For me, there’s a sad symmetry about Casey Kasem dying on a Sunday, because for a period in my teens, I devoted three hours of every Sunday listening to him.
This would have been approximately 1975-1976, when I’d insert a sheet of paper into a typewriter and listen to Kasem’s American Top 40 radio show, typing the title of each song on one side of the page and the artist on the other, in reverse order, as Kasem counted them down from No. 40 to No. 1 as tabulated on the Billboard Hot 100 chart.
As a budding music geek, I came to the show -- which Kasem had been doing for several years at that point -- for the songs, rooting for the ones I wanted to hit No. 1 (go, Elton John!) and sneering at No. 1s I didn’t like (Johnnie Taylor’s mindless disco hit Disco Lady at the top three weeks in a row? Gag.).
But between those songs, there was that voice, that calm, affable voice, granting long-distance dedications to separated loved ones, playing “extras” that were often past (and sometimes forgotten) chart hits, dispensing facts about the artists and trivia about songs and chart history.
Although rock-n-roll music existed before 1955, I came to think of “The Rock ‘n’ Roll Era” beginning that year, because Kasem frequently reiterated that statement, based on the fact that Bill Haley and the Comets’ Rock Around the Clock became the first rock-and-roll song to hit No. 1 that year. Because of Kasem and his show, I still think of 1955 as the beginning that way, even though it would take several years -- even in Elvis Presley’s prime -- for rock music to become such a dominant force on the charts that old-style crooners became chart rarities instead of mainstays.
Kasem wasn’t just a radio personality -- he was also a well-known vegetarian (and eventually vegan), and outspoken about Arab-American rights (he was born Kernal Amin Kasem in 1932 in Detroit). He was also the voice of Shaggy on Scooby-Doo, using a scratchy-squeaky tone that was miles away from his smooth radio cadences. But it’s for radio, and a particularly music-oriented type of radio, that we remember him. Even during the peak years AT40, “Top 40” radio was starting to become something of a misnomer, as contemporary-hit radio rotations tightened to more like Top 30 or even Top 20 formats, but a lot of us still think of making the Billboard Top 40 as the standard for a hit, even in a more digitally oriented time.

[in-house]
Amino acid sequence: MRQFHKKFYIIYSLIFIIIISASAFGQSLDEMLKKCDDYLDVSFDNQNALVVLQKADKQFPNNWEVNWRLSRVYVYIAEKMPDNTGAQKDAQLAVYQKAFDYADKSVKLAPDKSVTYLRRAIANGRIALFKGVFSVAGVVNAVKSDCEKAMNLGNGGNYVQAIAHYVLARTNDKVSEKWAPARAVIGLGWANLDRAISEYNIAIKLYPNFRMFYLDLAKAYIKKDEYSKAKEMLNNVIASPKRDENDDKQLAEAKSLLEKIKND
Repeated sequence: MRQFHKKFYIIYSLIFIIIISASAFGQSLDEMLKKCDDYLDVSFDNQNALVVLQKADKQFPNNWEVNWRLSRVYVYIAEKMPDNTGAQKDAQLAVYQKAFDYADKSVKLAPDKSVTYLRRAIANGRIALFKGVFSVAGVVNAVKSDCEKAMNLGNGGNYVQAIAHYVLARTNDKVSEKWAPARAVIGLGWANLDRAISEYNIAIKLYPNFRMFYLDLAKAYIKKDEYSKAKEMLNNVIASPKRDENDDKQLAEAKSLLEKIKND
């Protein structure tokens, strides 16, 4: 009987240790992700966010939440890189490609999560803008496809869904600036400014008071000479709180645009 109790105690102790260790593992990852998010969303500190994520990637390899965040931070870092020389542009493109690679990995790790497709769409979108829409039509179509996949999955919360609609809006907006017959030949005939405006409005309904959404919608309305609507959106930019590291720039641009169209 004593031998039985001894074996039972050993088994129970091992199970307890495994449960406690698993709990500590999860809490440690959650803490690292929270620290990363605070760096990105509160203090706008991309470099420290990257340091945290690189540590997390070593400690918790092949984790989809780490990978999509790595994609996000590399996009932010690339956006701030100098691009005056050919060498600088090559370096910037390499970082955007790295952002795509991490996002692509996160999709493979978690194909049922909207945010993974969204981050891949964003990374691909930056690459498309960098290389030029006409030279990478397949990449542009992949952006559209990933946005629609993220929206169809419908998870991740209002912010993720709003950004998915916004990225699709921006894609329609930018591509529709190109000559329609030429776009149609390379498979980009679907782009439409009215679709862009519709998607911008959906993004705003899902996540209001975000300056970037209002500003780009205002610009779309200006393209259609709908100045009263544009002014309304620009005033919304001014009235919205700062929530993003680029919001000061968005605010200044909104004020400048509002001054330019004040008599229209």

I can’t really recall why I drifted away from AT40, not following as Kasem did countdown shows in various forms into the 21st century . Maybe it was because the El Paso station airing it dropped or moved the show (which can still be heard in repeats on Sirius XM’s ‘70s channel), or maybe it was because by the end of ’76, my tastes were drifting more toward what was then known as “album-oriented rock” -- although a lot of the biggest classic-rock albums of the era (Boston’s debut album, the Eagles’ Hotel California, Fleetwood Mac’s Rumours) would generate plenty of Top 40 hits.
But I remain a Top 40 obsessive -- at least about past Top 40s. Several years ago, I bought a collection of Billboard chart books, a volume for each decade, the ’50s through the ’90s. I’ve used them to make year-based iTunes playlists (I haven’t even gotten close to my AT40 listening days) and to post key songs from my past on my Facebook page.
I think Kasem had a lot to do with me developing this somewhat eccentric hobby. And I’d rather not dwell on all the infighting among his family members that preceded his final days. He ended every show by saying, “Keep your feet on the ground, and keep reaching for the stars.” I’d like to think that he has just reached those stars.